Thursday, March 10, 2005

More Sony vs Samsung

Hey! Did someone at the Times read my post on this? :-)

New Sony CEO Stringer's expertise is confined to the two little grey boxes (see second figure below) labeled "movies and television" and "music".

Times: Samsung has become what Sony could once claim - the competitor with both the breadth of products and the appeal of a premium brand.

This rapid reversal of fortunes illustrates the highly competitive world of consumer electronics that Sir Howard, a media man, is entering. Complacency and coasting on best-selling products have contributed to a nearly 75 percent decline in Sony's stock value since its March 1, 2000, peak. The invincible "factory of ideas" founded almost six decades ago by Akio Morita, the company that brought the world the transistor radio, the Walkman and the Trinitron television tube, seems to have lost its way.

"Samsung is now the anti-Sony," George Gilder, an American technology analyst, said here Wednesday. "Sony is layered with bureaucracy. The amazing thing about Samsung is that it is like Apple with Steve Jobs involved in designing the iPod, it is like Sony with Morita deeply involved in developing products."

Samsung has kept a lean corporate structure, with authority increasingly delegated to front-line managers around the world, and almost a quarter of the far-flung staff of 88,000 dedicated to research and development.

But in Monday's boardroom purge, Sony demoted the one engineer credited with developing a new, world-beating product line, the PlayStation game consoles. Ken Kutaragi remains chief executive of Sony Computer Entertainment, but he loses supervision of Sony's consumer electronics and semiconductor business just as it is preparing the Cell Chip, a superchip that is to run the next generation of game machines and also high-definition televisions. With the hand-held PlayStation Portable selling like hotcakes since it was released here in December, the next PlayStation is to come out next year, in time to compete with a new Xbox console by the Microsoft Corporation and a new console by Nintendo.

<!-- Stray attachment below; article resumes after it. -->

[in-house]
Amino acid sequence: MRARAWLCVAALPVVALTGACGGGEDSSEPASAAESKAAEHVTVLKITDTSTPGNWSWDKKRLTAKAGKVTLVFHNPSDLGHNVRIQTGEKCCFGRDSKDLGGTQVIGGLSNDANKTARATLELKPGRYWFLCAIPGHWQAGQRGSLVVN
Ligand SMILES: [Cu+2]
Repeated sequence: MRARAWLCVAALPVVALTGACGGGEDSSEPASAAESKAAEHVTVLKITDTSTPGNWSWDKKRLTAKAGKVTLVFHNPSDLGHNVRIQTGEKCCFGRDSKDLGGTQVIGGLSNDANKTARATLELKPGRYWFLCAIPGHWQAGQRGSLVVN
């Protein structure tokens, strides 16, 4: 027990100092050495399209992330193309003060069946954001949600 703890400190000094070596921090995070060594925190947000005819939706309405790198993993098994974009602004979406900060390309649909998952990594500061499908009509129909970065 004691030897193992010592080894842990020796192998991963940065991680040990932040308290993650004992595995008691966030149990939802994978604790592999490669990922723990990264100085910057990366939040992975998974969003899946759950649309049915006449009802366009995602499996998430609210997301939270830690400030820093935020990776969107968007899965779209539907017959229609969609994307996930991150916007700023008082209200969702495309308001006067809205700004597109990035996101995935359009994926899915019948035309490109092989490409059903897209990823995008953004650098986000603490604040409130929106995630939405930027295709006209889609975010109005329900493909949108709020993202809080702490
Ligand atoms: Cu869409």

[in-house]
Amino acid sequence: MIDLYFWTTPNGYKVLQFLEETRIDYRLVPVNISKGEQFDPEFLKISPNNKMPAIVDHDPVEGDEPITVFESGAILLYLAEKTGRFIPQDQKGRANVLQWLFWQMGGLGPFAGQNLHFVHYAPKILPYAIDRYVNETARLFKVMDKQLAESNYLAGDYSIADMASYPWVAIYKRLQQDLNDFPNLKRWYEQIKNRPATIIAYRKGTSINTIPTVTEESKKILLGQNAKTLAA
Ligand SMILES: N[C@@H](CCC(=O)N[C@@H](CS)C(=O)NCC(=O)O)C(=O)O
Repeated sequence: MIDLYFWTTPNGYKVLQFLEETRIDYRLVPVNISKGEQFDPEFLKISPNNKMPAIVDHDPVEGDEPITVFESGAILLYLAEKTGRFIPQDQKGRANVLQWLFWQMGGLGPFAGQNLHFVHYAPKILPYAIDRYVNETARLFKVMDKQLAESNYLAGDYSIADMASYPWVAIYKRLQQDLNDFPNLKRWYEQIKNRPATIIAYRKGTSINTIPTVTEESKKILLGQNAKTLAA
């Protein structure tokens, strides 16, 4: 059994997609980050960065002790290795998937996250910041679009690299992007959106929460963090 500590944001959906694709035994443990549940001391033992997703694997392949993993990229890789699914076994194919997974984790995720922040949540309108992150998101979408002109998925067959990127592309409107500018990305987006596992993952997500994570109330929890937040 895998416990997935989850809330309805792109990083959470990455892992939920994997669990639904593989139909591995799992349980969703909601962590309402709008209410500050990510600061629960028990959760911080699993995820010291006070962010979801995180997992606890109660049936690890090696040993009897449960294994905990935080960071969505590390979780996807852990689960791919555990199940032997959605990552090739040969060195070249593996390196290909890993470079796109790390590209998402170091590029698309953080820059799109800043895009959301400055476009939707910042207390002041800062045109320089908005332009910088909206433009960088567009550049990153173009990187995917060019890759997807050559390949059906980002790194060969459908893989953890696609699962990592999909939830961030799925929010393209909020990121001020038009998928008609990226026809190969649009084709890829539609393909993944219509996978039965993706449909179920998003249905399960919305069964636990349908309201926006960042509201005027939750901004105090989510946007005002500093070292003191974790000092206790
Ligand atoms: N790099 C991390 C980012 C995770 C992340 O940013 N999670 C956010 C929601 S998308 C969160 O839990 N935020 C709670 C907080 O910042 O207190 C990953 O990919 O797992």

"I meet many Sony employees here who are so gloomy," Takeshi Oyabu, an assistant professor of Keio Business School, said in an interview here. "Without me saying anything, they say things like 'I am from Sony whose reputation is very bad.' "


Anonymous said...

Hi hi. Blogger is really having problems. Much of the time the comments page will not open. Nice Google. Nice...


Anonymous said...

Free of Quota, China Textiles Flood the U.S.

SHANGHAI - In the first month after the end of all quotas on textiles and apparel around the world, imports to the United States from China jumped about 75 percent, according to trade figures released by the Chinese government.

The statistics bear some of the first evidence that China's booming textile and apparel trade, unhampered by quotas, could be prepared to dominate the global textile trade and add to trade tensions around the world. The quotas came to an end on Dec. 31 as a result of an international agreement reached in 1993.

In January, the United States imported more than $1.2 billion in textiles and apparel from China, up from about $701 million a year ago. Imports of major apparel products from China jumped 546 percent. Last January, for example, China shipped 941,000 cotton knit shirts, which were limited by quotas; this January, it shipped 18.2 million, a 1,836 percent increase. Imports of cotton knit trousers were up 1,332 percent from a year ago.

These figures may be understated because China ships a large part of its goods through Hong Kong, and those shipments are not included.

Fears that China is going to flood the world market with cheap textile exports have already inflamed tensions between Washington and Beijing because of worries about American manufacturing plants being closed and thousands of jobs being lost.

Already, in January, the first month after global quotas were lifted, 12,200 jobs were lost in the United States apparel and textile industries, according to the Bureau of Labor Statistics. Some analysts have predicted that China could capture as much as 70 percent of the American market in the next two years. Before the end of quotas, about 16 percent of apparel sold in the United States came from China....


Anonymous said...

When I found the Times article on Samsung and Sony, I thought of Steve :)


fCh said...

It's premature to lock Stringer in such tight boxes. The question is if SONY screwed it up on strategy, execution, engineering, etc. Or, in other words, which one of these directions (if any) should SONY work hard upon to get back on its feet?

Than, according to the answer, one has to figure out if Stringer fits the requirements...


Anonymous said...

up with sony down with samsung...

Anonymous said...

samsung owns

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